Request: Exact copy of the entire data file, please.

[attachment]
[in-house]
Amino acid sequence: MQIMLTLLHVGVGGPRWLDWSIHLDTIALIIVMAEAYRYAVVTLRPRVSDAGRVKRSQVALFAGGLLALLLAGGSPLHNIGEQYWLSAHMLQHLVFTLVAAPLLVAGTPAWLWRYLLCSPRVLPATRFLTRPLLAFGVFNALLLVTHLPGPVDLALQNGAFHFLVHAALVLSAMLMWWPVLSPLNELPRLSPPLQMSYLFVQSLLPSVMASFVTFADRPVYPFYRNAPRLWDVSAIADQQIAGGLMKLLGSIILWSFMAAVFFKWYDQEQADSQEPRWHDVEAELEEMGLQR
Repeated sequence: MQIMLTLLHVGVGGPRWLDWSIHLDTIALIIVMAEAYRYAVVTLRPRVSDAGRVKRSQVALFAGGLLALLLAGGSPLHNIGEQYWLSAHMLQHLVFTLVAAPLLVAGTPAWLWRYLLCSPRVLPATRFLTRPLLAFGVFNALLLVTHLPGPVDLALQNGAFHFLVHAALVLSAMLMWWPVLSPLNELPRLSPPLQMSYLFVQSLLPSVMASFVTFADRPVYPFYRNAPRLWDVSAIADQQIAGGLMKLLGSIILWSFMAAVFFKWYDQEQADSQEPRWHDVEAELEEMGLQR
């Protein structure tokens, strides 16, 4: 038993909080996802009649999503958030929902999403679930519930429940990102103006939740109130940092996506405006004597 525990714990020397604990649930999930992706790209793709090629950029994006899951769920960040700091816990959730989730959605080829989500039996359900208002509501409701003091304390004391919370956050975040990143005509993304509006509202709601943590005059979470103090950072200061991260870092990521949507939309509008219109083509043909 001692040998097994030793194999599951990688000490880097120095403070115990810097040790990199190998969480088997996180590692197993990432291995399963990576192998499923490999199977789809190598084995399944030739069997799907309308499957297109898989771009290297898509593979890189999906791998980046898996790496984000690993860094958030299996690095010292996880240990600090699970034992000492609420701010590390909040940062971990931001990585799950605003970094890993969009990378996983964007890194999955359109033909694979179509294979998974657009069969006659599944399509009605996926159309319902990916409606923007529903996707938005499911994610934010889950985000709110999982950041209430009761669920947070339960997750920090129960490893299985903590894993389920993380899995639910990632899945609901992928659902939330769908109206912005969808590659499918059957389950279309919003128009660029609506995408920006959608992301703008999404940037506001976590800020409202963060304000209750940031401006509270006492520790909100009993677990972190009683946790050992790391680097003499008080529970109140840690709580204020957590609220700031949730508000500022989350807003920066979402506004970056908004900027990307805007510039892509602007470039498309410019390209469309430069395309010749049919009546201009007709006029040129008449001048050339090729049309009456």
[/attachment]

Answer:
[in-house]
Amino acid sequence: MQIMLTLLHVGVGGPRWLDWSIHLDTIALIIVMAEAYRYAVVTLRPRVSDAGRVKRSQVALFAGGLLALLLAGGSPLHNIGEQYWLSAHMLQHLVFTLVAAPLLVAGTPAWLWRYLLCSPRVLPATRFLTRPLLAFGVFNALLLVTHLPGPVDLALQNGAFHFLVHAALVLSAMLMWWPVLSPLNELPRLSPPLQMSYLFVQSLLPSVMASFVTFADRPVYPFYRNAPRLWDVSAIADQQIAGGLMKLLGSIILWSFMAAVFFKWYDQEQADSQEPRWHDVEAELEEMGLQR
Repeated sequence: MQIMLTLLHVGVGGPRWLDWSIHLDTIALIIVMAEAYRYAVVTLRPRVSDAGRVKRSQVALFAGGLLALLLAGGSPLHNIGEQYWLSAHMLQHLVFTLVAAPLLVAGTPAWLWRYLLCSPRVLPATRFLTRPLLAFGVFNALLLVTHLPGPVDLALQNGAFHFLVHAALVLSAMLMWWPVLSPLNELPRLSPPLQMSYLFVQSLLPSVMASFVTFADRPVYPFYRNAPRLWDVSAIADQQIAGGLMKLLGSIILWSFMAAVFFKWYDQEQADSQEPRWHDVEAELEEMGLQR
């Protein structure tokens, strides 16, 4: 038993909080996802009649999503958030929902999403679930519930429940990102103006939740109130940092996506405006004597 525990714990020397604990649930999930992706790209793709090629950029994006899951769920960040700091816990959730989730959605080829989500039996359900208002509501409701003091304390004391919370956050975040990143005509993304509006509202709601943590005059979470103090950072200061991260870092990521949507939309509008219109083509043909 001692040998097994030793194999599951990688000490880097120095403070115990810097040790990199190998969480088997996180590692197993990432291995399963990576192998499923490999199977789809190598084995399944030739069997799907309308499957297109898989771009290297898509593979890189999906791998980046898996790496984000690993860094958030299996690095010292996880240990600090699970034992000492609420701010590390909040940062971990931001990585799950605003970094890993969009990378996983964007890194999955359109033909694979179509294979998974657009069969006659599944399509009605996926159309319902990916409606923007529903996707938005499911994610934010889950985000709110999982950041209430009761669920947070339960997750920090129960490893299985903590894993389920993380899995639910990632899945609901992928659902939330769908109206912005969808590659499918059957389950279309919003128009660029609506995408920006959608992301703008999404940037506001976590800020409202963060304000209750940031401006509270006492520790909100009993677990972190009683946790050992790391680097003499008080529970109140840690709580204020957590609220700031949730508000500022989350807003920066979402506004970056908004900027990307805007510039892509602007470039498309410019390209469309430069395309010749049919009546201009007709006029040129008449001048050339090729049309009456």